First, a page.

The Swedish Security Service (Säkerhetspolisen, Säpo) summed up its probe on Thursday, two months after the attack.
“There is nothing for the time being indicating he had accomplices,” Säpo spokeswoman Sirpa Franzén told AFP, adding that the agency was still “not ruling out the possibility.”
During the 60 days since Taimour Abdulwahab, a 29-year-old sports therapist, blew up his car and then himself near a busy Stockholm shopping street on December 11th, Säpo said it had received nearly 1,000 tips from the public, conducted around 700 interrogations and examined several hundred items.
The agency had never officially identified Abdulwahab as the bomber, who was the only one to die in the twin blasts, but on Thursday, Franzén confirmed his identity.
“We have determined who he was. It is who everyone is saying it is,” she said.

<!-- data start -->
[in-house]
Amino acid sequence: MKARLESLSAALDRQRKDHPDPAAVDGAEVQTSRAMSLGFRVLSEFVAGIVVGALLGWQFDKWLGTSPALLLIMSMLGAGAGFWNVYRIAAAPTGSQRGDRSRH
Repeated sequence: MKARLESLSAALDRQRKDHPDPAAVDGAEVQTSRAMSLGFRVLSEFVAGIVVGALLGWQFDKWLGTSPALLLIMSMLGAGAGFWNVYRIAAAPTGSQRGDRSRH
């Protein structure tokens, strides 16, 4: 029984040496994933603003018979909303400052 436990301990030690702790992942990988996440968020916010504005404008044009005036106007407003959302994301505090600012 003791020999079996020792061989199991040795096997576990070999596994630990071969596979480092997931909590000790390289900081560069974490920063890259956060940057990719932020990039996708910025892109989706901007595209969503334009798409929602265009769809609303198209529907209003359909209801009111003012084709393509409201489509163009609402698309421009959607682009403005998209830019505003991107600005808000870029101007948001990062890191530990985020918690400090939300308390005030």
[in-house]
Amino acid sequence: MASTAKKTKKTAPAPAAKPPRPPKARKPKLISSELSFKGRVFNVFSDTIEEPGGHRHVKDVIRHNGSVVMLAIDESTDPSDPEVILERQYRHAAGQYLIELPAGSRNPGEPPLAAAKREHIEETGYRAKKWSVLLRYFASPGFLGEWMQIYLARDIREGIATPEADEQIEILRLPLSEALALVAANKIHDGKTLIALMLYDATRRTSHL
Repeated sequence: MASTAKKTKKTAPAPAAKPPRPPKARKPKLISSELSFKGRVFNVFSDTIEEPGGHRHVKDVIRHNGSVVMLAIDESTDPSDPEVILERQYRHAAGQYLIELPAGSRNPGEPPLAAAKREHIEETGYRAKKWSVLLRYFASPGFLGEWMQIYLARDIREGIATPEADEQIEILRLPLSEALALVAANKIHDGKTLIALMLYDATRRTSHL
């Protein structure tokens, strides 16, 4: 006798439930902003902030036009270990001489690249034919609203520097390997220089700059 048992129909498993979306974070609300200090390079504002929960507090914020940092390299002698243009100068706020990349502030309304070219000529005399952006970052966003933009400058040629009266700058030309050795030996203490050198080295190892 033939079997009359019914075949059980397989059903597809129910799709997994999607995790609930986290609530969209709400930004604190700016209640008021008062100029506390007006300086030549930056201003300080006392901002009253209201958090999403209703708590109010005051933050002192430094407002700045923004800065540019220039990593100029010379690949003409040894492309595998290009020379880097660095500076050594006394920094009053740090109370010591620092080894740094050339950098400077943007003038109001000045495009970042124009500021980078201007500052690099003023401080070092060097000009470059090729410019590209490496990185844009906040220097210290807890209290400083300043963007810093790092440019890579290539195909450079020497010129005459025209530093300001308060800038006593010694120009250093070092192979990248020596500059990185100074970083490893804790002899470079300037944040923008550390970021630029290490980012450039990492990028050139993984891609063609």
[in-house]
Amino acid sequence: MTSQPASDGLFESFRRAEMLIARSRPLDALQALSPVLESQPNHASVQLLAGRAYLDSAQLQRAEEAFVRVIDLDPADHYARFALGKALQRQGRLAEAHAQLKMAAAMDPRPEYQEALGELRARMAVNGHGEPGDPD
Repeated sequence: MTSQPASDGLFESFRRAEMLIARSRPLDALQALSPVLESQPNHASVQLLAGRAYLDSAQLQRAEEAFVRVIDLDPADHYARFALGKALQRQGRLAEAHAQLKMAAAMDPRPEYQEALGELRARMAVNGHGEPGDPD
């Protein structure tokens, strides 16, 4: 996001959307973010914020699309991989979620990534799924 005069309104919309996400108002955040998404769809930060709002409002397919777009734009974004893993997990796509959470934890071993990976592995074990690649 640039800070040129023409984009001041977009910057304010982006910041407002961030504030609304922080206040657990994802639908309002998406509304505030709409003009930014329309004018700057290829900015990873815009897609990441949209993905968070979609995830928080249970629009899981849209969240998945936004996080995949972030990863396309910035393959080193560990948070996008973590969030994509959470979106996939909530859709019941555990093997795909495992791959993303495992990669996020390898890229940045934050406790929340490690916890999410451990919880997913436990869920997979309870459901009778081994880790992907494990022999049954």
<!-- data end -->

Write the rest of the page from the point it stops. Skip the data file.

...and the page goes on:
Abdulwahab, a Swedish citizen who lived in the British town of Luton with his wife and three children, narrowly missed wreaking carnage among Christmas shoppers when he blew himself up next to Stockholm’s busiest pedestrian street a day before his 29th birthday.
He was carrying a cocktail of explosives and is believed to have mistakenly set off a small explosion that killed him before he could carry out what appears to have been a mission to kill “as many people as possible,” a Swedish prosecutor said days after the attack.
An Islamist website, Shumukh al-Islam, posted a purported will by Abdulwahab which said he was fulfilling a threat by Al-Qaeda in Iraq to attack Sweden.
Shortly before the explosions, Säpo and the TT news agency received an email with audio files in which Abdulwahab is heard telling “all hidden mujahedeen in Europe, and especially in Sweden, it is now the time to fight back.”
Säpo would not comment on media reports claiming a second person can be heard breathing in the background on the files, indicating Abdulwahab had help organising the attack.